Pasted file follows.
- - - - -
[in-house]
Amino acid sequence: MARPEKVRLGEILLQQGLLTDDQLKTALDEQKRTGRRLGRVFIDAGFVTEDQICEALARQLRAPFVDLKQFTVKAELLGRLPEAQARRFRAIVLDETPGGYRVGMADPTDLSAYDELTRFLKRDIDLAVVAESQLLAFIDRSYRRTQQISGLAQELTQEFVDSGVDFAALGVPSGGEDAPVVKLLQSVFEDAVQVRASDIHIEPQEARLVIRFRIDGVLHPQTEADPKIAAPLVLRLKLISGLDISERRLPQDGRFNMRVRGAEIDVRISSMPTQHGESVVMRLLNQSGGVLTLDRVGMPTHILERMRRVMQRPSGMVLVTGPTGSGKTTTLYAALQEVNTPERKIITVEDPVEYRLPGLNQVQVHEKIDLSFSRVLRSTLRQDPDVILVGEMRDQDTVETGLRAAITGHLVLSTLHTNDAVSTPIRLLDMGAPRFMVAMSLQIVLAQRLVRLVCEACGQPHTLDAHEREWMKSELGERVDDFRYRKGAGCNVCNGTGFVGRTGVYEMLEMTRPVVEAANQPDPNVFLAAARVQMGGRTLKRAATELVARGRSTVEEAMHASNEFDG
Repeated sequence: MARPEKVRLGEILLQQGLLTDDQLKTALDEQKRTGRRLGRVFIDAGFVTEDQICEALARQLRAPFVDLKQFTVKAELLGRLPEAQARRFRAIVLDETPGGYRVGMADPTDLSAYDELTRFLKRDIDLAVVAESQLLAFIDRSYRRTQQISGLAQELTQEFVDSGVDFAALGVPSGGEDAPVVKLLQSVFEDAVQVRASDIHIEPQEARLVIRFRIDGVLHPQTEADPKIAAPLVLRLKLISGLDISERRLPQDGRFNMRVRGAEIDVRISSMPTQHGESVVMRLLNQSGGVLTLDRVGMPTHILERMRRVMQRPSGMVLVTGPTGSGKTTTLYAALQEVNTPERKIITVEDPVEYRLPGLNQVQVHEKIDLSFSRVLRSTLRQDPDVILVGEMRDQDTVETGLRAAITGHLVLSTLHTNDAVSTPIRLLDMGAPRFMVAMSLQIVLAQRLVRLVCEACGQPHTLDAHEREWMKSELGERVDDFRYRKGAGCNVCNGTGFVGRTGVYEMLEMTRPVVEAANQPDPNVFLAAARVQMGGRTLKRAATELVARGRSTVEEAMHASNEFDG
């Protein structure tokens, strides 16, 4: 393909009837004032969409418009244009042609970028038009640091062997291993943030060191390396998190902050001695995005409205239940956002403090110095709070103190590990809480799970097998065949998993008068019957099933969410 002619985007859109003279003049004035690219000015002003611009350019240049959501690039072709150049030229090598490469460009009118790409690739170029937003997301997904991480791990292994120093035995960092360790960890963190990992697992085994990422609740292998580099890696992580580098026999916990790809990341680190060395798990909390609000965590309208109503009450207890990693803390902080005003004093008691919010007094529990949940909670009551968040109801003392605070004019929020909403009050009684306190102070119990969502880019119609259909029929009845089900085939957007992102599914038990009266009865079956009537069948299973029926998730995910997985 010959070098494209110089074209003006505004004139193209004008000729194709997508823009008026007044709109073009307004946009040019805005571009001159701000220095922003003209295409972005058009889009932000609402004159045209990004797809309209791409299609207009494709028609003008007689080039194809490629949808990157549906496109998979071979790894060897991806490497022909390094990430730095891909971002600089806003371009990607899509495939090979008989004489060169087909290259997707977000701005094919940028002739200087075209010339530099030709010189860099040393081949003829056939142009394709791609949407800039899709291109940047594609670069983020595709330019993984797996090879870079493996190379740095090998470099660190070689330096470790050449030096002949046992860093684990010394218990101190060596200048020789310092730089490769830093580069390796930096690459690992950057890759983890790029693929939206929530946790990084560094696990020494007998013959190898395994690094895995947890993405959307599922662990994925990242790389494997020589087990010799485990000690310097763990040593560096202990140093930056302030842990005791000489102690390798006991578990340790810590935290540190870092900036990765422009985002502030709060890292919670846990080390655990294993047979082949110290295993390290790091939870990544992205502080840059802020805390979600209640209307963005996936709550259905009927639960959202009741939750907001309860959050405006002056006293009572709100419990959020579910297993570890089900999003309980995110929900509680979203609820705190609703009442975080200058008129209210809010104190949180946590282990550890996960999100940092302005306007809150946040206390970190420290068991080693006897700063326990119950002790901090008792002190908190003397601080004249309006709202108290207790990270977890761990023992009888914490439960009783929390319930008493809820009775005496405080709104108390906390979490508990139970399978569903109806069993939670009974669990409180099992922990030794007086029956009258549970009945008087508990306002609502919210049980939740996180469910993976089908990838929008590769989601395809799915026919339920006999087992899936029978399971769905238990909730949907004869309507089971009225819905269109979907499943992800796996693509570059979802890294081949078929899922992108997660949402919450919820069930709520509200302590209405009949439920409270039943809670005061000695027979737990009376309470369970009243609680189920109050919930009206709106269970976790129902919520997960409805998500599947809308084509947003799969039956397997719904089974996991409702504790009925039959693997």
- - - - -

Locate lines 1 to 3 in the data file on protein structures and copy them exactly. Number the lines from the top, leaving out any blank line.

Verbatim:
[in-house]
Amino acid sequence: MARPEKVRLGEILLQQGLLTDDQLKTALDEQKRTGRRLGRVFIDAGFVTEDQICEALARQLRAPFVDLKQFTVKAELLGRLPEAQARRFRAIVLDETPGGYRVGMADPTDLSAYDELTRFLKRDIDLAVVAESQLLAFIDRSYRRTQQISGLAQELTQEFVDSGVDFAALGVPSGGEDAPVVKLLQSVFEDAVQVRASDIHIEPQEARLVIRFRIDGVLHPQTEADPKIAAPLVLRLKLISGLDISERRLPQDGRFNMRVRGAEIDVRISSMPTQHGESVVMRLLNQSGGVLTLDRVGMPTHILERMRRVMQRPSGMVLVTGPTGSGKTTTLYAALQEVNTPERKIITVEDPVEYRLPGLNQVQVHEKIDLSFSRVLRSTLRQDPDVILVGEMRDQDTVETGLRAAITGHLVLSTLHTNDAVSTPIRLLDMGAPRFMVAMSLQIVLAQRLVRLVCEACGQPHTLDAHEREWMKSELGERVDDFRYRKGAGCNVCNGTGFVGRTGVYEMLEMTRPVVEAANQPDPNVFLAAARVQMGGRTLKRAATELVARGRSTVEEAMHASNEFDG
Repeated sequence: MARPEKVRLGEILLQQGLLTDDQLKTALDEQKRTGRRLGRVFIDAGFVTEDQICEALARQLRAPFVDLKQFTVKAELLGRLPEAQARRFRAIVLDETPGGYRVGMADPTDLSAYDELTRFLKRDIDLAVVAESQLLAFIDRSYRRTQQISGLAQELTQEFVDSGVDFAALGVPSGGEDAPVVKLLQSVFEDAVQVRASDIHIEPQEARLVIRFRIDGVLHPQTEADPKIAAPLVLRLKLISGLDISERRLPQDGRFNMRVRGAEIDVRISSMPTQHGESVVMRLLNQSGGVLTLDRVGMPTHILERMRRVMQRPSGMVLVTGPTGSGKTTTLYAALQEVNTPERKIITVEDPVEYRLPGLNQVQVHEKIDLSFSRVLRSTLRQDPDVILVGEMRDQDTVETGLRAAITGHLVLSTLHTNDAVSTPIRLLDMGAPRFMVAMSLQIVLAQRLVRLVCEACGQPHTLDAHEREWMKSELGERVDDFRYRKGAGCNVCNGTGFVGRTGVYEMLEMTRPVVEAANQPDPNVFLAAARVQMGGRTLKRAATELVARGRSTVEEAMHASNEFDG